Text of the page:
KL-29= CSP-2900 = BACCUS = GORGON = DEMEDOR. The KL-29 was a Navy modified ECM.
In the USAF, the KL-29 system was code named Gorgon. The code names Bacchus and Gorgon were also used during the 1950s as designators for CSP 2900 based systems. It is not known which users referred to the machine as DEMEDOR.
Don Watson used this machine and he recalls the following. " The KL-29 was an on-line machine which used 5 rotors about the size of a donut. It was mounted in a 7 foot high cabinet and connected to a Teletype machine. The rotor drawer rolled out for easy access. We reset them out every 12 hours --- if we went over, the system was assumed to be compromised. To change the rotor settings, we went to condition "Lo".
Counters for sender and receiver had to be set the same before transmitting again. We were USAFSS, 1956, got this system from the US Navy cryptology division, battleship grey, of course.The ones we had before were maybe 3' tall, looked like a small desk. There was a toggle switch on the front to "Go Lo" and back up. Rotors were the same for both systems, but on the smaller system we opened a door on the top to access them. We used erasers to clean up the rotors a couple of times in an 8-hour shift. I remember the code name BACCUS -- I think that is what we called the small desk-like assembly before the Navy's advanced system arrived.
"Go lo" (go low) was what we typed when we wanted a distant Gorgon operator to shut down on his end --- ie stop transmitting. He turned off the TD that was transmitting a teletype message to us, in code to anyone who might be monitoring us, but coming out in "plain text" on our end. He then flipped a switch on Gorgon. That's how the crypto part was shut down. Now we typed on the KL-29 keyboard "in the clear" over telephone wires or over radio-teletype, using typical codes to explain why we wanted him to shut down (go lo).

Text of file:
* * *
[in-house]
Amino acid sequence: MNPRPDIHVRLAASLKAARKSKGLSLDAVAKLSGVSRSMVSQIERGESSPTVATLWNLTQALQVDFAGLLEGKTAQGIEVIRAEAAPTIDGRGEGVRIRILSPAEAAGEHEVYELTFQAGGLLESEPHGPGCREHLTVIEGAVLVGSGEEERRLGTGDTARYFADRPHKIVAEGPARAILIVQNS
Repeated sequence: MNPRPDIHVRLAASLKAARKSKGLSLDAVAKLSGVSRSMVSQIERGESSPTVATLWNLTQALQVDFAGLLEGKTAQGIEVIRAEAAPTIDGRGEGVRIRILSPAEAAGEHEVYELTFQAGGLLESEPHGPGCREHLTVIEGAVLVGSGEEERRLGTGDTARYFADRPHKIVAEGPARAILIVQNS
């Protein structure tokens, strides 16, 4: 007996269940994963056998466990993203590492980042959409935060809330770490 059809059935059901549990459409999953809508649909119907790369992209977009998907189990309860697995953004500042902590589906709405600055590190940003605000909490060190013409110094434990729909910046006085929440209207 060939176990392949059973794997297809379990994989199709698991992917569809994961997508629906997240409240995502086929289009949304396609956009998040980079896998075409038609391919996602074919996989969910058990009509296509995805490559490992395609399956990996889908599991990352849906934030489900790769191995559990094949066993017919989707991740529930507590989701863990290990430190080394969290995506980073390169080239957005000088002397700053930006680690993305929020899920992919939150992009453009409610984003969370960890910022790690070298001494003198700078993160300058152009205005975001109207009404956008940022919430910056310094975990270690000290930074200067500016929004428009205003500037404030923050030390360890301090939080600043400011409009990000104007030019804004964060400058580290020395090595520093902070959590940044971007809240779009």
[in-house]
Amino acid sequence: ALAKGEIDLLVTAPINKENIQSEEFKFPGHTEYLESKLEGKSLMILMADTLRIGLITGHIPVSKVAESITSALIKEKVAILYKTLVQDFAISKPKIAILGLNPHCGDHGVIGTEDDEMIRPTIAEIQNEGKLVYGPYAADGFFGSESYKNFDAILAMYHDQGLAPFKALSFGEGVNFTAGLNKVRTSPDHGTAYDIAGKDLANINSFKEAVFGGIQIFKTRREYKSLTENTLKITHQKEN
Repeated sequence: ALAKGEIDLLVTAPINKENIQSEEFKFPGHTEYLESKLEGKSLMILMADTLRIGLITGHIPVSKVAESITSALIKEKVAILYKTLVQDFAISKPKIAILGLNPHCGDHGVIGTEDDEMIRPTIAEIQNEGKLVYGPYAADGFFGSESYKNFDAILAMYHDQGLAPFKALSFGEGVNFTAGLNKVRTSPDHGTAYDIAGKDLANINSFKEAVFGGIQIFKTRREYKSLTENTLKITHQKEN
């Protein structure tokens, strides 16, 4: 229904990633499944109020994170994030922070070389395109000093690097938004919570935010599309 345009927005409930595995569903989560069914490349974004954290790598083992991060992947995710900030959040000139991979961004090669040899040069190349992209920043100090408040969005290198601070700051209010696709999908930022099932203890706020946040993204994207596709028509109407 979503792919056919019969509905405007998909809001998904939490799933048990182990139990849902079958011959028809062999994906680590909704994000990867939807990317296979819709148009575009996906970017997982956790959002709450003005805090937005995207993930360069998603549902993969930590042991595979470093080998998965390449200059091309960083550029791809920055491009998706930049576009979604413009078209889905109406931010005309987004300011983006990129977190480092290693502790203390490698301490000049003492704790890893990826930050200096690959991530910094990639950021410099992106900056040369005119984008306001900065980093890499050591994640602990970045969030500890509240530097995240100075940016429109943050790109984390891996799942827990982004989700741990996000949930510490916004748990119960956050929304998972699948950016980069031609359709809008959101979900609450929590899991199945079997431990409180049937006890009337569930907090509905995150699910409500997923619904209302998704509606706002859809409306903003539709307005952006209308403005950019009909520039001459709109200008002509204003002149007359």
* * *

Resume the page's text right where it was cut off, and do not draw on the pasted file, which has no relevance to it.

On many an occasion we typed ZBK2 (garbled transmission). Something had happened to cause the far end system and ours to get out of sync. We'd clean the rotors on both ends, then we would tell the far end what setting our counter was on. He would tell us what his was on. Still "in the clear" (anyone monitoring us could read what we were typing back and forth) we would tell him "Go hi" or simply "GA" (go ahead). He and us would switch the Gorgon switch to the right, almost simultaneously. Then after 5 or 10 seconds he would start transmitting again. If the system was in sync and was operating properly, his coded transmission would begin again, and we would read it plain text. It worked the same if we were transmitting to him and he asked us to "go lo". During transmission sometimes a tape would get stuck or tangled up. When that happened we stopped the TD, cleared the obstruction, and, without any need to "go lo", we simply typed this:
That meant we were backing the tape up a little, repeating a section. The garbled portion would be repeated, but accurately, if we had fixed the problem. If we couldn't do it accurately, we had to have at least that portion of the tape retyped. Once the transmission had reached 5400 characters, we had to end it with the following on the tape:
Two carriage returns
8 line feeds
4 "n's" (nnnn)
Twelve letters (nothing on the screen but part of the signal to shut down the transmission).
We then picked up with Part Two of the same message, with a new "header". The thought was that messages in excess of 5400 might cause Gorgon to start repeating itself, and, more practically, the tape became too bulky to roll up in typical "butterfly" fashion.
In some cases our "landline", usually telephone wires, would start "running open". Something had caused a break in the line. This could have been due to the failure of a relay, a line accidentally cut, or a line purposely cut in sabotage. I was the only one on our shift who could speak the foreign language necessary to call the governmentally controlled telephone company to get us back in operation. When they didn't do that quickly enough, I'd strap on a .45, grab an M1 Carbine, hustle up a jeep, load it with teletype tapes in duffel bags, dust off the jeep seat for the Captain who rode with me, also armed, and away we would go to another facility 20 miles away, enter the classified area, and begin transmitting the tapes from there. I don't know what we would have done if we had been ambushed by unfriendlies.
Thank God, never had to find out.
Lots of us on the shift could type faster than the off-line teletypes. We'd start "poking" a tape, insert it in the off-line TD, then type as fast as possible while the hard copy was printing. Early machines transmitted at 60 wpm --- piece 'a cake, right? --- then the 100 wpm teletypes came in. Now some of us had to type, accurately, at 110 wpm. Believe it or not, I've done it, and I've watched others do it, one guy in particular, who had been in USAFSS for 11 years prior to arriving at our location. He was amazing. By the time I left the AF, transmissions of entire messages were just a "beep" over secure pathways --- no more 100 wpm. In civilian life folks were amazed at how fast I could type on a simple typewriter. What memories!! I'd do it all again in a heartbeat. IF ONLY......."
1) Don Watson <dwats(at)cox.net>
2) KL-29 designators http://www.maritime.org/csp-designators.htm